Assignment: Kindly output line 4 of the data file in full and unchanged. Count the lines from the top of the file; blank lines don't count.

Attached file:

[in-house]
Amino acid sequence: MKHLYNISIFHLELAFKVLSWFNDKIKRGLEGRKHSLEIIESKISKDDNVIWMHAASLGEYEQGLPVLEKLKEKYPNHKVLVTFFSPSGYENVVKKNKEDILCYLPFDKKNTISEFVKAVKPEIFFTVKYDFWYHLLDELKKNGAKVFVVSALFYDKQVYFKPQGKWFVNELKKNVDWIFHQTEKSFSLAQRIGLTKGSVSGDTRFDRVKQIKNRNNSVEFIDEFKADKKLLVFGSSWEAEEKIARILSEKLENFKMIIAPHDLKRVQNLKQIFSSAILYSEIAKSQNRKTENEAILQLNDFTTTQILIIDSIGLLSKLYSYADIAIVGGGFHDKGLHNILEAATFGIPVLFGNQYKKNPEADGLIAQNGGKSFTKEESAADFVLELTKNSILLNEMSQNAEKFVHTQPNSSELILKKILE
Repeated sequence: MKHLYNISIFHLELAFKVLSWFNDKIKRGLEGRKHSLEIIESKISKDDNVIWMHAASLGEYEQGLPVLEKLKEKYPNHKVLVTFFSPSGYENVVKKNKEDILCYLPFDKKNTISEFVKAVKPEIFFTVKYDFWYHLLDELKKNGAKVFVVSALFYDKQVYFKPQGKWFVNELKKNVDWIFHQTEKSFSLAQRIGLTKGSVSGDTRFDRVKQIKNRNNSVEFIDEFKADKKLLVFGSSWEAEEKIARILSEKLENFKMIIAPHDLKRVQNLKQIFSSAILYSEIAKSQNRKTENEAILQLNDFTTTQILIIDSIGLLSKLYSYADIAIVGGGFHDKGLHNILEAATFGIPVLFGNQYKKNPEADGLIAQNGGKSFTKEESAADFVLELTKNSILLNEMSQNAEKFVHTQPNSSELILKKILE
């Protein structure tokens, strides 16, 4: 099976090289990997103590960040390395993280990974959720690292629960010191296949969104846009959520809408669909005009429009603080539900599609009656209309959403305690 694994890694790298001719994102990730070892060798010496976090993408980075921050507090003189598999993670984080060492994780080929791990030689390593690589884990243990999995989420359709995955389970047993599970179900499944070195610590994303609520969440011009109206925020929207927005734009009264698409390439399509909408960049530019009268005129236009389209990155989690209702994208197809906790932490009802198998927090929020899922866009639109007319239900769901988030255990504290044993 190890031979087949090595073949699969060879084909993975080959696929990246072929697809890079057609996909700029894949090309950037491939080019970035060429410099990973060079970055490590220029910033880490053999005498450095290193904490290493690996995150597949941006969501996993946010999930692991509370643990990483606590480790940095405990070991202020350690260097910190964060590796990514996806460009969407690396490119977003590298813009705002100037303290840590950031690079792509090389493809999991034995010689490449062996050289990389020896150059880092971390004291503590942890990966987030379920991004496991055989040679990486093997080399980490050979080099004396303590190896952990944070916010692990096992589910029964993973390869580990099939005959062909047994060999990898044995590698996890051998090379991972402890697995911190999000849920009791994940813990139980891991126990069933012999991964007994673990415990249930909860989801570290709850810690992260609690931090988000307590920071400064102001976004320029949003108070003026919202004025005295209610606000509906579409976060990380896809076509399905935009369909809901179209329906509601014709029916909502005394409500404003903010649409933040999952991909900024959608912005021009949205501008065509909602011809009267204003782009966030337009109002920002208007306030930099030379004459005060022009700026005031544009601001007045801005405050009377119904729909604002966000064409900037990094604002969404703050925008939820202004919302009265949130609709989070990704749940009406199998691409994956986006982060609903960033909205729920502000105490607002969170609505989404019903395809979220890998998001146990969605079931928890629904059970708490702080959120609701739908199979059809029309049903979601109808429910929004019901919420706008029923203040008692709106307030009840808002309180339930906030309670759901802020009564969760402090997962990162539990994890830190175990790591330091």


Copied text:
């Protein structure tokens, strides 16, 4: 099976090289990997103590960040390395993280990974959720690292629960010191296949969104846009959520809408669909005009429009603080539900599609009656209309959403305690 694994890694790298001719994102990730070892060798010496976090993408980075921050507090003189598999993670984080060492994780080929791990030689390593690589884990243990999995989420359709995955389970047993599970179900499944070195610590994303609520969440011009109206925020929207927005734009009264698409390439399509909408960049530019009268005129236009389209990155989690209702994208197809906790932490009802198998927090929020899922866009639109007319239900769901988030255990504290044993 190890031979087949090595073949699969060879084909993975080959696929990246072929697809890079057609996909700029894949090309950037491939080019970035060429410099990973060079970055490590220029910033880490053999005498450095290193904490290493690996995150597949941006969501996993946010999930692991509370643990990483606590480790940095405990070991202020350690260097910190964060590796990514996806460009969407690396490119977003590298813009705002100037303290840590950031690079792509090389493809999991034995010689490449062996050289990389020896150059880092971390004291503590942890990966987030379920991004496991055989040679990486093997080399980490050979080099004396303590190896952990944070916010692990096992589910029964993973390869580990099939005959062909047994060999990898044995590698996890051998090379991972402890697995911190999000849920009791994940813990139980891991126990069933012999991964007994673990415990249930909860989801570290709850810690992260609690931090988000307590920071400064102001976004320029949003108070003026919202004025005295209610606000509906579409976060990380896809076509399905935009369909809901179209329906509601014709029916909502005394409500404003903010649409933040999952991909900024959608912005021009949205501008065509909602011809009267204003782009966030337009109002920002208007306030930099030379004459005060022009700026005031544009601001007045801005405050009377119904729909604002966000064409900037990094604002969404703050925008939820202004919302009265949130609709989070990704749940009406199998691409994956986006982060609903960033909205729920502000105490607002969170609505989404019903395809979220890998998001146990969605079931928890629904059970708490702080959120609701739908199979059809029309049903979601109808429910929004019901919420706008029923203040008692709106307030009840808002309180339930906030309670759901802020009564969760402090997962990162539990994890830190175990790591330091």